That moment when you’re conversing with a friend over lunch in a restaurant close to your office and you recognize the man who has just walked in as one of the many semi-attractive frat guys who used to mill around the cafeteria in college, and he recognizes you too (you can tell because he looks at you a little too long), but neither of you says anything because neither of you ever knew each other’s name.  And if you ever did, you’ve forgotten it by now.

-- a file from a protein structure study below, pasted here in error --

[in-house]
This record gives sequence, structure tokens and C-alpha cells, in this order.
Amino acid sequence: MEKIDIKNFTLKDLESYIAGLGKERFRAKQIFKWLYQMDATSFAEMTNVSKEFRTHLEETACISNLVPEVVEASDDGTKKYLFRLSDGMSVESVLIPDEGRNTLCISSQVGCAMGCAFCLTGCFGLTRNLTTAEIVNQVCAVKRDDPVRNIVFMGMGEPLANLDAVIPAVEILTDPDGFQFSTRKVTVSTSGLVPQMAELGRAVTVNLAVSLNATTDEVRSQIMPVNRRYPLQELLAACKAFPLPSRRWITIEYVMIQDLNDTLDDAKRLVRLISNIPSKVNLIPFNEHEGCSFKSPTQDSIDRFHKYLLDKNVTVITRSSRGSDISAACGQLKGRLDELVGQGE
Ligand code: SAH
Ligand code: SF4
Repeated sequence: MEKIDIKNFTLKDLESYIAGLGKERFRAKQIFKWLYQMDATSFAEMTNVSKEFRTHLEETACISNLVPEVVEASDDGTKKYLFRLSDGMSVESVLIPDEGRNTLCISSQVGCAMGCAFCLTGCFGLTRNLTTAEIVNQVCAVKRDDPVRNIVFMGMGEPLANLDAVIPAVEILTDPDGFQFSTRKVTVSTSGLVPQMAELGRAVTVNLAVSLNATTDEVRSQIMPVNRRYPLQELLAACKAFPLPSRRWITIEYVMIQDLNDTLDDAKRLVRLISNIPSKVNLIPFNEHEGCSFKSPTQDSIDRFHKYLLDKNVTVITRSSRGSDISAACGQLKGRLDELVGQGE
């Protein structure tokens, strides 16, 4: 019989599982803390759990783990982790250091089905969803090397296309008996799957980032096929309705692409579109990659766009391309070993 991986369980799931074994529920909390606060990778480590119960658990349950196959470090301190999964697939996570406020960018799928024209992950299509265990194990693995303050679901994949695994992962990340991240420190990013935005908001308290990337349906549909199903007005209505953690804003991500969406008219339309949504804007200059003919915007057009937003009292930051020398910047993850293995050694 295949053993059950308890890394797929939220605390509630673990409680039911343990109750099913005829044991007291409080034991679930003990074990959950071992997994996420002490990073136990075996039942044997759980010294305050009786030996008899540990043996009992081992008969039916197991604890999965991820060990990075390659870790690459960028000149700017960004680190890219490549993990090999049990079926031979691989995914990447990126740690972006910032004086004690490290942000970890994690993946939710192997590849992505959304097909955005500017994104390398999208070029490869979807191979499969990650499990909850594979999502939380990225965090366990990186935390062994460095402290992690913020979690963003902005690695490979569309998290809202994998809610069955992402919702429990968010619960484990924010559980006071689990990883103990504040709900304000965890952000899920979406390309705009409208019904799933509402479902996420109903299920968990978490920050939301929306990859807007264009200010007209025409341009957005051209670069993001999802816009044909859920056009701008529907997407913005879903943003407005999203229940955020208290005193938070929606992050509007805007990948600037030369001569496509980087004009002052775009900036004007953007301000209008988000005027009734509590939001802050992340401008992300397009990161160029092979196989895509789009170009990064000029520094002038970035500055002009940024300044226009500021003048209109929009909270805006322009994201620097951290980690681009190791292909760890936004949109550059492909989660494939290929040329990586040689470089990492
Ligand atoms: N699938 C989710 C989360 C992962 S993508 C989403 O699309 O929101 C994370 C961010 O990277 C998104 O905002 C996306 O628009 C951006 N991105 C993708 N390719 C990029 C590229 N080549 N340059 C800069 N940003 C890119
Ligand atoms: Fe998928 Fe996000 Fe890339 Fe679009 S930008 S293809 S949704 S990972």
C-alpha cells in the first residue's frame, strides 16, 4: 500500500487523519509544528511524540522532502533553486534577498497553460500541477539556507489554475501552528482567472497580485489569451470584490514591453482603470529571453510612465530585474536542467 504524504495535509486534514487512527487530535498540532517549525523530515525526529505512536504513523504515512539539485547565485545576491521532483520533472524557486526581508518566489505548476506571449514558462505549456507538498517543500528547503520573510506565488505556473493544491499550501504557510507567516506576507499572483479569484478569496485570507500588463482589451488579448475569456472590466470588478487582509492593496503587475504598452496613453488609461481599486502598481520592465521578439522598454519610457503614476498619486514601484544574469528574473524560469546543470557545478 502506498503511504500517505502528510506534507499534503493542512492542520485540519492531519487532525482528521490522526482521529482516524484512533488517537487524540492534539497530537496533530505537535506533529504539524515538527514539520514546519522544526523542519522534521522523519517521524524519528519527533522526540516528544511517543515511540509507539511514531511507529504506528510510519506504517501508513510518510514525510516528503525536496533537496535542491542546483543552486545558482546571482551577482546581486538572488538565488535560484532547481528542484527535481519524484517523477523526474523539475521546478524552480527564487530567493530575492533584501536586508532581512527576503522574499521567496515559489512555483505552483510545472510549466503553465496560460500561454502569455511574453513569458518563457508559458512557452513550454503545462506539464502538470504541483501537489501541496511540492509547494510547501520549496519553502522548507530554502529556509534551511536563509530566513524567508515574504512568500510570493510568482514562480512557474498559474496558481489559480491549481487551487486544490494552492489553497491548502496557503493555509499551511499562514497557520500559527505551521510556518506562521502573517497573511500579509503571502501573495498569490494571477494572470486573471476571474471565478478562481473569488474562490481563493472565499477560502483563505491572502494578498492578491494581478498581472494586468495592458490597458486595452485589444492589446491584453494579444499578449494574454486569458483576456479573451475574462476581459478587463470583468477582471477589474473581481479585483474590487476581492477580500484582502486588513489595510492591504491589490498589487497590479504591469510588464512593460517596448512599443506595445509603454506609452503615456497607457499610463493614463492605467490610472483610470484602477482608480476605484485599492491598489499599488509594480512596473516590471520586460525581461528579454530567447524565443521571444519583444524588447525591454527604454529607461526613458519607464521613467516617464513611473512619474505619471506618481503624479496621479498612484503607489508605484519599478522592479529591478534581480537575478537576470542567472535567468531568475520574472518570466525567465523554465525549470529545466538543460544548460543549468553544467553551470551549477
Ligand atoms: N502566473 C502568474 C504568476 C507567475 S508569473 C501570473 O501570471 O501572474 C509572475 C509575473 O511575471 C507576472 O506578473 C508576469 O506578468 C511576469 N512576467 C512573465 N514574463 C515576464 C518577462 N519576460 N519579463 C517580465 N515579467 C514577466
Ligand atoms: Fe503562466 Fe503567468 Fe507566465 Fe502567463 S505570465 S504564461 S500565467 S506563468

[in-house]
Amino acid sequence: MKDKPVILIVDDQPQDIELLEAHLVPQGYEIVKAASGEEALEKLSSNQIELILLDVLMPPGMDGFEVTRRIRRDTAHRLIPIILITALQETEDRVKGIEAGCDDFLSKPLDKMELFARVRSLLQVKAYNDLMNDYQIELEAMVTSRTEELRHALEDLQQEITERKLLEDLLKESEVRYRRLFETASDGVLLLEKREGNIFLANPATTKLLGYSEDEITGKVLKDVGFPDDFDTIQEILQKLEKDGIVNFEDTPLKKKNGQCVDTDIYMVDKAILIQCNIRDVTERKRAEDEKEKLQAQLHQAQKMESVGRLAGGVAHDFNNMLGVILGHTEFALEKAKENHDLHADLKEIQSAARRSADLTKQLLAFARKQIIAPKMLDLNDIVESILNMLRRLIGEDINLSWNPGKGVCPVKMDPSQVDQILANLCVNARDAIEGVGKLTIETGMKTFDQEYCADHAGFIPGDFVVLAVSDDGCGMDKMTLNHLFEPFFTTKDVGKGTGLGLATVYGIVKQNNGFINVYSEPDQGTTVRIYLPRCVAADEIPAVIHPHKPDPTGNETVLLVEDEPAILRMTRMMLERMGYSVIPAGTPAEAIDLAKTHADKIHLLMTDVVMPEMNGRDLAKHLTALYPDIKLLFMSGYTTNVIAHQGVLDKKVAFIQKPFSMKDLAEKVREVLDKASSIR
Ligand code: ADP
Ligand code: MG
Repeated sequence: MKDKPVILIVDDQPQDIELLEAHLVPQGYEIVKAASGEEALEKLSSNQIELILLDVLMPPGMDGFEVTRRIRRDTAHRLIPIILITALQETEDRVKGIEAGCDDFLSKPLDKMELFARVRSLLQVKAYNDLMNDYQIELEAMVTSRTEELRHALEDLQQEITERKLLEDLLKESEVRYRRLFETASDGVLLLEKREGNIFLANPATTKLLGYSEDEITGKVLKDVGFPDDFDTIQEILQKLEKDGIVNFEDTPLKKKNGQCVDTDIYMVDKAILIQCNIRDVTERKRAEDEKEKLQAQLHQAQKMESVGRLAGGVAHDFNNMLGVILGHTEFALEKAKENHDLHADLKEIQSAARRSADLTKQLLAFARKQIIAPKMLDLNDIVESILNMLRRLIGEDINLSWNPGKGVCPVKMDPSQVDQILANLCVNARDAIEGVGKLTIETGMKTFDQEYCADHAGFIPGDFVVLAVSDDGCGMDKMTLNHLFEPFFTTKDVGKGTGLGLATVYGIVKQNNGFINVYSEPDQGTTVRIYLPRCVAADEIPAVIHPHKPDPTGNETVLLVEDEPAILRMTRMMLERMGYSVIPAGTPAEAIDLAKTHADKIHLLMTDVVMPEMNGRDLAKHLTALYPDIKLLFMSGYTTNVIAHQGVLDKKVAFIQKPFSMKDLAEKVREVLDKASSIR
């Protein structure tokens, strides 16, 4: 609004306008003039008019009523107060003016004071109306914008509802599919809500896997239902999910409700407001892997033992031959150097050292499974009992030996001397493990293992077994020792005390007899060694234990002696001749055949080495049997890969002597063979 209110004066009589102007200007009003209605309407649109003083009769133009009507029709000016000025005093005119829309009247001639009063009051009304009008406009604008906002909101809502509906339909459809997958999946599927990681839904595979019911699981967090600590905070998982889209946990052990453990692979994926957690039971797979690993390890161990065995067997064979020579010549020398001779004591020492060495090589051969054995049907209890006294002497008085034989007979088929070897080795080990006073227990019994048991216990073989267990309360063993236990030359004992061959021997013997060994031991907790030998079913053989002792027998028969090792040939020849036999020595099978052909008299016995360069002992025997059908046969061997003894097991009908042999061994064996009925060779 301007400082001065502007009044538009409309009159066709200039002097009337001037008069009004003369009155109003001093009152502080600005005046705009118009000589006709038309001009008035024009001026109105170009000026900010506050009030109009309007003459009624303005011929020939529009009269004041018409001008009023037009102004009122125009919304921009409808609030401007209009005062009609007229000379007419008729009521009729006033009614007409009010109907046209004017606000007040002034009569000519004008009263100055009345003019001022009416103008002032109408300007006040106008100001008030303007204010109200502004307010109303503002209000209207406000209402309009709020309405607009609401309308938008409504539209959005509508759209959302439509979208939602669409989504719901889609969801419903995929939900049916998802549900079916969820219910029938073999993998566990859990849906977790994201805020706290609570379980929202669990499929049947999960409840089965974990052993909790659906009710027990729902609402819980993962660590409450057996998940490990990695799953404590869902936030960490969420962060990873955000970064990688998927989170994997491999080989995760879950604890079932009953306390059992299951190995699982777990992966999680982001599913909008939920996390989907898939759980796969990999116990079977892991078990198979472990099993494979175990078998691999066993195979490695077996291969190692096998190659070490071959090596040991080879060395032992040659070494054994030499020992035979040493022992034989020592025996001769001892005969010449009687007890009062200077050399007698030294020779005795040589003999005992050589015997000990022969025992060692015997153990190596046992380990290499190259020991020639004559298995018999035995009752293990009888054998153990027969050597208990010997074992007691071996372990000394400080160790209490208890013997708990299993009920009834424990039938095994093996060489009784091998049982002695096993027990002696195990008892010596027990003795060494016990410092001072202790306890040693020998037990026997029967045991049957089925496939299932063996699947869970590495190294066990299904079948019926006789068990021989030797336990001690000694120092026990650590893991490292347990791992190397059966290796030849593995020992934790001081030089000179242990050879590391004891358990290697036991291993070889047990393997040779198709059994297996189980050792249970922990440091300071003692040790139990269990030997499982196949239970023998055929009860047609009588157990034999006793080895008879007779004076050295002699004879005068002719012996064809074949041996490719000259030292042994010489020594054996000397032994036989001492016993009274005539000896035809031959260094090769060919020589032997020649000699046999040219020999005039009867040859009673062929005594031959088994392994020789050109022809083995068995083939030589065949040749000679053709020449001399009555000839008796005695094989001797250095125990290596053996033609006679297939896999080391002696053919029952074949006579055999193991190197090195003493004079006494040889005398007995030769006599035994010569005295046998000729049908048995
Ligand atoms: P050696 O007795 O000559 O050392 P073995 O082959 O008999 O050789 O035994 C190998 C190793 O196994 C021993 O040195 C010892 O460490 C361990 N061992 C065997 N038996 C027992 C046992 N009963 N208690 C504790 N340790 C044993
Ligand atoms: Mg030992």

That moment when someone from your elementary-school days who you haven’t thought of in 20 years shows up commenting on a Facebook friend’s post about alternative Christmas music ideas

That moment when you’re reading a book based in 1930’s London and enjoying the sly wit of the language until you come to a racist simile. (p. 48, Elizabeth Bowen’s The Death of the Heart, (c) 1938)

Why that word as a descriptor instead of something else? And in such a throwaway manner? It came at me from left field and disrupted the flow of my reading.  I seriously re-read the sentence a couple times to make sure that I hadn’t read wrong.

Now I’m wary of what I’ll find in the rest of the book…